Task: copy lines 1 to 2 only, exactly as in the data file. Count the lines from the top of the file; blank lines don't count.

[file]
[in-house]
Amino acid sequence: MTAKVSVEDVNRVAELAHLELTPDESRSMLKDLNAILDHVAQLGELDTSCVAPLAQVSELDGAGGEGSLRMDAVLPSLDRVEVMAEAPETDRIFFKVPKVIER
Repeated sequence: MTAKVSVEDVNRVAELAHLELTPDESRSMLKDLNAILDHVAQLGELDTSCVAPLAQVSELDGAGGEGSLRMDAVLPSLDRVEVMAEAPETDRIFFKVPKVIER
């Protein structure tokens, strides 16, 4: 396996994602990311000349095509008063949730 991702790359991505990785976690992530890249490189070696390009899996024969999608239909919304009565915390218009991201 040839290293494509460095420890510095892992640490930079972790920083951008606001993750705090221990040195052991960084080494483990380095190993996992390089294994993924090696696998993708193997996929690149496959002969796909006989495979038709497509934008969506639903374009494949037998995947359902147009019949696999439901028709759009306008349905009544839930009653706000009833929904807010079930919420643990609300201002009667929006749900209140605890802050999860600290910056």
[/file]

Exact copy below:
[in-house]
Amino acid sequence: MTAKVSVEDVNRVAELAHLELTPDESRSMLKDLNAILDHVAQLGELDTSCVAPLAQVSELDGAGGEGSLRMDAVLPSLDRVEVMAEAPETDRIFFKVPKVIER